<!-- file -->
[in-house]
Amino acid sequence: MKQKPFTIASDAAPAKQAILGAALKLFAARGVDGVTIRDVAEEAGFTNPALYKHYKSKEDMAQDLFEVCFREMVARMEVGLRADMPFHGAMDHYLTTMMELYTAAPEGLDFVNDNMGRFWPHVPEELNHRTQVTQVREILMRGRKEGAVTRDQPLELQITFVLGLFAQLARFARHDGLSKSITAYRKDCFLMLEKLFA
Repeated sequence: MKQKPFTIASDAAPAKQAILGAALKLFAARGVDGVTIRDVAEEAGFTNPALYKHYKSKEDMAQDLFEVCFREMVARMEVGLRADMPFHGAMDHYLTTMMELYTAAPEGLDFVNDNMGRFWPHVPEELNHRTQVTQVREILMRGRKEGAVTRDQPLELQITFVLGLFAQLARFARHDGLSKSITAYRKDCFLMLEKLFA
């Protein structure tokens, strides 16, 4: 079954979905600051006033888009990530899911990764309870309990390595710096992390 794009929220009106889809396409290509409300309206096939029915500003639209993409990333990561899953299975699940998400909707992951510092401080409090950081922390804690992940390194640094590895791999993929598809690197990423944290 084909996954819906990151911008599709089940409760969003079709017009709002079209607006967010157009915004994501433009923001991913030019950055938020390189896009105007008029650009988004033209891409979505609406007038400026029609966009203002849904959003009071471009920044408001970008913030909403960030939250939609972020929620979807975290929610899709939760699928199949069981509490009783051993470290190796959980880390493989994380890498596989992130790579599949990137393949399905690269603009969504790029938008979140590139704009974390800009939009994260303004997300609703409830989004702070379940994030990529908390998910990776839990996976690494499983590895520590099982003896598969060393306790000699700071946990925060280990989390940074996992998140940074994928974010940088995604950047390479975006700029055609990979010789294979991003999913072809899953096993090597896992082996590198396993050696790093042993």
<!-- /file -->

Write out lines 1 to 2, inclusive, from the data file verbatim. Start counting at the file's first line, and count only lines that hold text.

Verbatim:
[in-house]
Amino acid sequence: MKQKPFTIASDAAPAKQAILGAALKLFAARGVDGVTIRDVAEEAGFTNPALYKHYKSKEDMAQDLFEVCFREMVARMEVGLRADMPFHGAMDHYLTTMMELYTAAPEGLDFVNDNMGRFWPHVPEELNHRTQVTQVREILMRGRKEGAVTRDQPLELQITFVLGLFAQLARFARHDGLSKSITAYRKDCFLMLEKLFA